As of 10 a.m., Nov. 4, it still has yet to be determined who will next hold the Office of United States President. Election Night saw election results pour in from all over the country as polls closed. Yet, with the unconventional election cycle and a tight race, it remains unclear who will cross the threshold and win the presidency.
Most of the race’s election results had been decided by this time, per the New York Times. The popular vote indicated a voter turnout of over 135 million, tilting in Biden’s favor (50.1% – 48.2%), separated by over approximately 2.6 million votes. Overall, the called states have Biden sitting at 227 electoral votes versus Trump’s 213 electoral votes. It takes 270 such votes to win the presidency under the Electoral College.
Many key states have yet to be called, and with many late poll closings and mail-in ballot counts reporting, these state races give the country no choice but to wait to decide who is to lead the country for the next four years.
At the close of Election night, the race looked to be Trump’s to win. His remarks called for an end to ballot-counting, celebrating his campaign’s efforts while condemning the drawn-out election process. “This is a very big moment. This is a major fraud on our nation. We want the law to be used in a proper manner. So we’ll be going to the U.S. Supreme Court. We want all voting to stop. We don’t want them to find any ballots at four o’clock in the morning and add them to the list. It’s a very sad moment,” Trump continued.
In Trump’s favor, sit four states. Early in its reporting, Alaska (3 electoral votes) swings towards Trump by a very comfortable 25+ point margin. With 76% reporting, the key battleground state of Pennsylvania and its critical 20 electoral votes also lean red, by a 54.8% – 43.9% lead. Finally, two sun belt states prove to be in tight contests. 92% of Georgia (16 electoral votes) is in favor of Trump, and 95% of North Carolina (15 electoral votes) is in favor of Trump. Both of these states tilt to the right by fewer than two points.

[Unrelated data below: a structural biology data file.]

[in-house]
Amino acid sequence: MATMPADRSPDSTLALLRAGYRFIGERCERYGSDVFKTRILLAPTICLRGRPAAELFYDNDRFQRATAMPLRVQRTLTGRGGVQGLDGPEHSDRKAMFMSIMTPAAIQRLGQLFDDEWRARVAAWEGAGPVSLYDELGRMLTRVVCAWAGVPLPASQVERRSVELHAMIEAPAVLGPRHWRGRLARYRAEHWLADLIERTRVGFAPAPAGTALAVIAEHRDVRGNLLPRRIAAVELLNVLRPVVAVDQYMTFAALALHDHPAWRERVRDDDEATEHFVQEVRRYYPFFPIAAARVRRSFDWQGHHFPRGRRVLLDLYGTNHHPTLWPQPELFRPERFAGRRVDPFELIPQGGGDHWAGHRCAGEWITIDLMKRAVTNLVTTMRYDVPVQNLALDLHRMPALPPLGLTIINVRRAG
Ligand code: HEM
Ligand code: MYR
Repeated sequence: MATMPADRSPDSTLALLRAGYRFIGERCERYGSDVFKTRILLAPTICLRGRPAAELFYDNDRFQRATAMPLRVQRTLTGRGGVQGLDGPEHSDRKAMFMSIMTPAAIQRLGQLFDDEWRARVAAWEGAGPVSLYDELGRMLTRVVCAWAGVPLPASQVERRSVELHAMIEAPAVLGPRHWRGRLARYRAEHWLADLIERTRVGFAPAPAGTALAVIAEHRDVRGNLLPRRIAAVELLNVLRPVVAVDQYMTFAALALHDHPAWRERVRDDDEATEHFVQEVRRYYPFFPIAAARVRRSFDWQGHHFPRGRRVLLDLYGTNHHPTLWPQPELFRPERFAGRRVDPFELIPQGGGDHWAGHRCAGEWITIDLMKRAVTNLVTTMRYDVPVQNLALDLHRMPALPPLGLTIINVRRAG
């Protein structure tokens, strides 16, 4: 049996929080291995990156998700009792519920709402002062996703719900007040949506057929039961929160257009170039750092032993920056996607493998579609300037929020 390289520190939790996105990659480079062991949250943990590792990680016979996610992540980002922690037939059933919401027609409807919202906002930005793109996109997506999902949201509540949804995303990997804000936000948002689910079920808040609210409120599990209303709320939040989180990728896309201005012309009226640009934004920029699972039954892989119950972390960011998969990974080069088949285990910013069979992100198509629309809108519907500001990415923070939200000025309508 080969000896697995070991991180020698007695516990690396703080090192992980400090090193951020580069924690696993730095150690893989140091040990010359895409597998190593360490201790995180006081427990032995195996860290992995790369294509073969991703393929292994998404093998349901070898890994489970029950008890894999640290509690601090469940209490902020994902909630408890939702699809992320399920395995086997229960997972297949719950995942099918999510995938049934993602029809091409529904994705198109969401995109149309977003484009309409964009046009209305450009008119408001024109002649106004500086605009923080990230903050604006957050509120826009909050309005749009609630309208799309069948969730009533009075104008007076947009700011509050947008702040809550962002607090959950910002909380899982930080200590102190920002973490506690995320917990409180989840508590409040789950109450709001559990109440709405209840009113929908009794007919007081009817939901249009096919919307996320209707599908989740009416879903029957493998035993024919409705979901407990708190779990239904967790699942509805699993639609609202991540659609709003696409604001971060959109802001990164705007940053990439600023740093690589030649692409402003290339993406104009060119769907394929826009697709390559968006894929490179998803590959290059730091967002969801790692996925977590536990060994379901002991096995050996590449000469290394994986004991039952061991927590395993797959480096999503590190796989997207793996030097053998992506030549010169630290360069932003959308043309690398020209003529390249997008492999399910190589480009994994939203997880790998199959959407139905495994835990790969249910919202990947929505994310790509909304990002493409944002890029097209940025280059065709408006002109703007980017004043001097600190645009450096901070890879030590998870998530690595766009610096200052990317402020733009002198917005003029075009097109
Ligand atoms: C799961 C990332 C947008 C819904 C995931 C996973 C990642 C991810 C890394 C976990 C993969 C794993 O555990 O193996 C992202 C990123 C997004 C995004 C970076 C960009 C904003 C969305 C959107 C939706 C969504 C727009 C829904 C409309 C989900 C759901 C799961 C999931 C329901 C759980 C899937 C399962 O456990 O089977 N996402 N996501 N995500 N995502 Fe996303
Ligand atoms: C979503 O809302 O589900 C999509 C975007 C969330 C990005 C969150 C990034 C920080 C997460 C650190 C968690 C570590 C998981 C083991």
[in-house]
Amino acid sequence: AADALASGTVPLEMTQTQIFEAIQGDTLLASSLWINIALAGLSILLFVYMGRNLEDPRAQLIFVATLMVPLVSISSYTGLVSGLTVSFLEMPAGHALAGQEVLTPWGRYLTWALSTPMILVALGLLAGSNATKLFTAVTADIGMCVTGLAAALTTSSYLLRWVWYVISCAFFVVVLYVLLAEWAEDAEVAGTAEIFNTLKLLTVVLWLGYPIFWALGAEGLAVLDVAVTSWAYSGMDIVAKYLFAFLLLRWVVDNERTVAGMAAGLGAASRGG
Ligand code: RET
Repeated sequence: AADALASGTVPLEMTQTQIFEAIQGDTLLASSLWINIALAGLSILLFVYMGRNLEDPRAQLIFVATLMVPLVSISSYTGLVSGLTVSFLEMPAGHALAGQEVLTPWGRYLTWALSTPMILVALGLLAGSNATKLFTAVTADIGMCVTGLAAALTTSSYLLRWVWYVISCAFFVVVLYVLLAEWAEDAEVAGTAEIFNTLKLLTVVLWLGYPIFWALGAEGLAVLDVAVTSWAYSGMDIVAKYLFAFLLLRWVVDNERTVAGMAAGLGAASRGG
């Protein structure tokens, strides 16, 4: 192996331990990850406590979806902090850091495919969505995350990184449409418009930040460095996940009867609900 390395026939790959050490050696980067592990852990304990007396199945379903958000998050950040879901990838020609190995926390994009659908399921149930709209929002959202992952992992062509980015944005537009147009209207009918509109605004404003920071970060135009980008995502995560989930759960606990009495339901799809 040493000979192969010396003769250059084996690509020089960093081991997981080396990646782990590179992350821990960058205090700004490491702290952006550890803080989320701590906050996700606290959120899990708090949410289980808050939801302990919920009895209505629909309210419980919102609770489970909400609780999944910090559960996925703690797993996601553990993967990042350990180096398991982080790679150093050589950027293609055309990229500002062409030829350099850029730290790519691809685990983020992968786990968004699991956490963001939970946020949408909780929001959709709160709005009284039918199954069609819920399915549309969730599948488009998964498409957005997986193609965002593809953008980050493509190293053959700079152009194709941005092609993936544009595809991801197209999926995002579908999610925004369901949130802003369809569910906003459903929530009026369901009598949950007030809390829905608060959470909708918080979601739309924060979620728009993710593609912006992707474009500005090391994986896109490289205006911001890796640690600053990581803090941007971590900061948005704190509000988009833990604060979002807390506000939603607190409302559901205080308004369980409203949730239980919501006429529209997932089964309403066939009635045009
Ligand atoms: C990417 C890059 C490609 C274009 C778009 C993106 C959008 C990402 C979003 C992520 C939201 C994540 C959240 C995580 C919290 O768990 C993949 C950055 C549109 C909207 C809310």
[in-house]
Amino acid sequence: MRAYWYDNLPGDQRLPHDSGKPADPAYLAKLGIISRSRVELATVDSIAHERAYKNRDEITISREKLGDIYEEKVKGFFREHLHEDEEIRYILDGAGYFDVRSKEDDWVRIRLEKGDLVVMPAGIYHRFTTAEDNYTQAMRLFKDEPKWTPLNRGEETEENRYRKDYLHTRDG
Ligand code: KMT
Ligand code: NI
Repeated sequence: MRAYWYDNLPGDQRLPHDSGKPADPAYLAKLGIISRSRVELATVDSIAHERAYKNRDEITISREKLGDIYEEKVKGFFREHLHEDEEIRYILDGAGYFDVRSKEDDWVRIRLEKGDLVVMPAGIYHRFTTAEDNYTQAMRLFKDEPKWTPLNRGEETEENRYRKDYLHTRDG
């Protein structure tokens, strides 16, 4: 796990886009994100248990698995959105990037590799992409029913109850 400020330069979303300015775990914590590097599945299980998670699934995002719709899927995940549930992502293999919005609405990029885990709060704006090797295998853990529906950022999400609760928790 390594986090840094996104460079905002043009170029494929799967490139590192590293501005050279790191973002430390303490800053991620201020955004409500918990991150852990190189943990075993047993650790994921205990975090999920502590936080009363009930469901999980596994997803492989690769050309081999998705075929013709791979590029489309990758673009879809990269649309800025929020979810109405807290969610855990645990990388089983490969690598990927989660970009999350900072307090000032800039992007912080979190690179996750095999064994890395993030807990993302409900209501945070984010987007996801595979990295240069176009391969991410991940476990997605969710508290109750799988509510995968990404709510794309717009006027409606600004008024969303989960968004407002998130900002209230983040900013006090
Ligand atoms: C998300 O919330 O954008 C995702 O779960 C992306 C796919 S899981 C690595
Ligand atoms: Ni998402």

Meanwhile, four states also lean in Biden’s favor. Michigan (16 electoral votes), Wisconsin (10 electoral votes), and Nevada (6 electoral votes) tilt toward Biden by less than one point in each of these races, all of which where more than 85% of results have been reported. Biden’s lead is a bit larger in Arizona (11 electoral votes) by just over 3 points, though recent reports have that shifting closer to Trump.
Biden offered a more cautious tone in his Election Night speech regarding the remaining votes to be counted and was confident that the counting process will be fair. “We feel good about where we are. We really do. I’m here to tell you tonight, we believe we’re on track to win this election,” Biden stated.
He also commented about the need for being patient, “We knew, because of the unprecedented early vote and the mail-in vote, it was gonna take a while. We’re going to have to be patient until… the hard work of tallying votes is finished, and it ain’t over until every vote is counted, everybody ballot is counted,” Biden said.
Voting results have been under immense scrutiny, with pre-election concerns about mail-in ballots and vote tabulation skewing or pushing back the results. With closely-contested races, many states had their results flipped or otherwise delayed. As of 10 a.m. on Nov 4, all Election Day votes had been tabulated, reports FOX News. Now, as mail-in ballots continue to be counted, Biden appears to be making up lost ground in these races.
By Alex Powers
By Connor Merk